• The ability of relatively small amounts of certain solubilized organic compounds to increase the foaming power of the fatty alkyl sulfates has been recognized for a long time. It is well known, for example, that in sulfating lauryl alcohol with chlorosulfonic acid, the use of excess sulfating agent will result in a product having very poor foam stability, and that the addition of free lauryl alcohol to this product will restore the foaming power. Lauryl alcohol is, accordingly, a foam-promoting builder for lauryl sulfate, and the high-foaming grades of commercial lauryl sulfates have always, since the first time produced in quantity, contained a small portion of lauryl alcohol. This proportion usually varies between 2% and 10% of the lauryl sulfate present and the precise content of lauryl alcohol is frequently a purchasing specification for lauryl sulfate detergents.
  • Lauryl alcohol and other members of the fatty alcohol series are also foam builders for certain other detergents, although they are reported not to be effective when used with the alkyl aromatic sulfonates. In general, the foam-building effect is highly specific, and materials which build the foam of one type of detergent may have little or no effect on another type. Another important characteristic of foam builders is that their effect varies considerably with the concentration. An excessive amount of a foam builder, relative to the amount of surfactant present, may actually have a foam-suppressing effect. The fatty monoethanolamides have been claimed and used commercially as foam builders for fatty alkyl sulfates. In practice lauryl or coconut monoethanolamide is used since they are much more effective than the higher members of the series.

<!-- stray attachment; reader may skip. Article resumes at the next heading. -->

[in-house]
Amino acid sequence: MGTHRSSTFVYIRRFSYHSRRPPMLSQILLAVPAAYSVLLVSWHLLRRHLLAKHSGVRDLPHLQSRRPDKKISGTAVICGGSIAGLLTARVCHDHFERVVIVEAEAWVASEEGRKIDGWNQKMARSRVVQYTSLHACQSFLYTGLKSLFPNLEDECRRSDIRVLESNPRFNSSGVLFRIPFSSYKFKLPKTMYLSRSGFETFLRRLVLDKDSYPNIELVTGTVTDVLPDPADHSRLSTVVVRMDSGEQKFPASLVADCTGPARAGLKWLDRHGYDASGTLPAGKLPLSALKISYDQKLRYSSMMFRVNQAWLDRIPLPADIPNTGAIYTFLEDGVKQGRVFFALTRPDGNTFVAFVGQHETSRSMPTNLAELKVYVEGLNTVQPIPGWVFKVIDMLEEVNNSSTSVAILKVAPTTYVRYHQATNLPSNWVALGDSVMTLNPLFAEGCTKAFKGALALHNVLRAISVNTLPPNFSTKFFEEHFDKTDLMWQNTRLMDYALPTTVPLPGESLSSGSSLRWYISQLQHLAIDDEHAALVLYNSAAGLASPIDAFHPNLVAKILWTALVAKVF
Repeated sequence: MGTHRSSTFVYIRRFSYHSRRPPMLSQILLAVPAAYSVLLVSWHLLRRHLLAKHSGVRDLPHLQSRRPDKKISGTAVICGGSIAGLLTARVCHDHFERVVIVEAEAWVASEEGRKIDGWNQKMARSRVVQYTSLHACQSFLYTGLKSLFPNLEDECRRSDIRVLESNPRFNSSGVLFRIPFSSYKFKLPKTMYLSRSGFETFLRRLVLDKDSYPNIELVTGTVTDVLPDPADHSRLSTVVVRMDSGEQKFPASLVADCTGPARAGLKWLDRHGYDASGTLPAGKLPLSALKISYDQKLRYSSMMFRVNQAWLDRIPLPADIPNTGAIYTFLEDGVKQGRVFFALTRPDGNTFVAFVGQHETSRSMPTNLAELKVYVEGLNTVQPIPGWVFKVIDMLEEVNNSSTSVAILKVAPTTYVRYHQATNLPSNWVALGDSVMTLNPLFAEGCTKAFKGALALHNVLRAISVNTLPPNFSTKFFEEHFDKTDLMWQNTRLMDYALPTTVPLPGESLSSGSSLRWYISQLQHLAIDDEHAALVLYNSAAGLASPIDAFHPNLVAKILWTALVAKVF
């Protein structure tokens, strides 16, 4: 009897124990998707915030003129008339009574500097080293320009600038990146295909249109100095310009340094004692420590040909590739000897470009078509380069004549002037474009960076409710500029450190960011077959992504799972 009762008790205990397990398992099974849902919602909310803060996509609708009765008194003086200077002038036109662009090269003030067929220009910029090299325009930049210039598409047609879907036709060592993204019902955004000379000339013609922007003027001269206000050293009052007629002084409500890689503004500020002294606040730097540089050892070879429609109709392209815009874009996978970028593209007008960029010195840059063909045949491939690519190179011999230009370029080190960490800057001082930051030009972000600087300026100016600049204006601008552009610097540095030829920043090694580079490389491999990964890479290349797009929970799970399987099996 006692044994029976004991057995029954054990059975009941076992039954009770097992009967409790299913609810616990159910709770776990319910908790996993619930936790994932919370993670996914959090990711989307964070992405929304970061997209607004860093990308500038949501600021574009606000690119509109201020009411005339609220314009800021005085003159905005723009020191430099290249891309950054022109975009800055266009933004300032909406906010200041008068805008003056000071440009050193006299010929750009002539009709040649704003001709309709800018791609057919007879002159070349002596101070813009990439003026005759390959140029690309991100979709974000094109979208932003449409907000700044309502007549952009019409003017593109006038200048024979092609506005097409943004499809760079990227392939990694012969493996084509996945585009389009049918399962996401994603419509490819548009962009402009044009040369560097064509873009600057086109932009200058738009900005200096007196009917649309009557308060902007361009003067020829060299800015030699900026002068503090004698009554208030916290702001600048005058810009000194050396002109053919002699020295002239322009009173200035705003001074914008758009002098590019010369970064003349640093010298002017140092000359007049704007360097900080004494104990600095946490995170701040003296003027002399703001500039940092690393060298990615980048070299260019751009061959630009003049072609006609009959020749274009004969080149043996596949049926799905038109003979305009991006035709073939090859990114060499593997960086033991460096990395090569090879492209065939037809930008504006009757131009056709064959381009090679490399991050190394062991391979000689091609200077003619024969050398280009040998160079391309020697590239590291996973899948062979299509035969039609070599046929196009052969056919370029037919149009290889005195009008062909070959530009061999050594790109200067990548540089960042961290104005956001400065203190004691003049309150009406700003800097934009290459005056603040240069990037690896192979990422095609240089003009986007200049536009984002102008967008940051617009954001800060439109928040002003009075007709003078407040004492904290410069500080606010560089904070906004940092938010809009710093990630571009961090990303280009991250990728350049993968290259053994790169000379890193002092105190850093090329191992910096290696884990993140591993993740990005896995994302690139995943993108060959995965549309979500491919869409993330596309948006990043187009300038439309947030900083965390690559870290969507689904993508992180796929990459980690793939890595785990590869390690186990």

• The fatty diethanolamides have been favored as foam builders for the alkylarylsulfonates (GB-A-693,063). Coconut-oil fatty diethanolamide is said to be particularly effective, and has been widely used as a foam builder. This latter product is known to contain besides the fatty diethanolamide, some free fatty acid and amino fatty esters (H. L. Sanders and E. L. Knaggs, Soap and Sanit. Chemicals, 29, No. 6, 45-8 (1953)). The fatty alkoyl amides have also been used with soaps to promote and stabilize foams (Zussman et al., Soap and Sanit. Chemicals, 26, No. 4, 37-40, 141 (1950)). In US―A―4,151,105 coconut-oil fatty acid is used to promote the plasticity and improved sudsing in a low pH synthetic bar soap. The coconut-oil fatty acid is used with lauric diethanolamide to supplement the coconut fatty acid. The solid bar soap, however, requires from 10-30% paraffin, 5-15% starch and 10-30% dextrin, which is undesirable for liquid skin cleansers.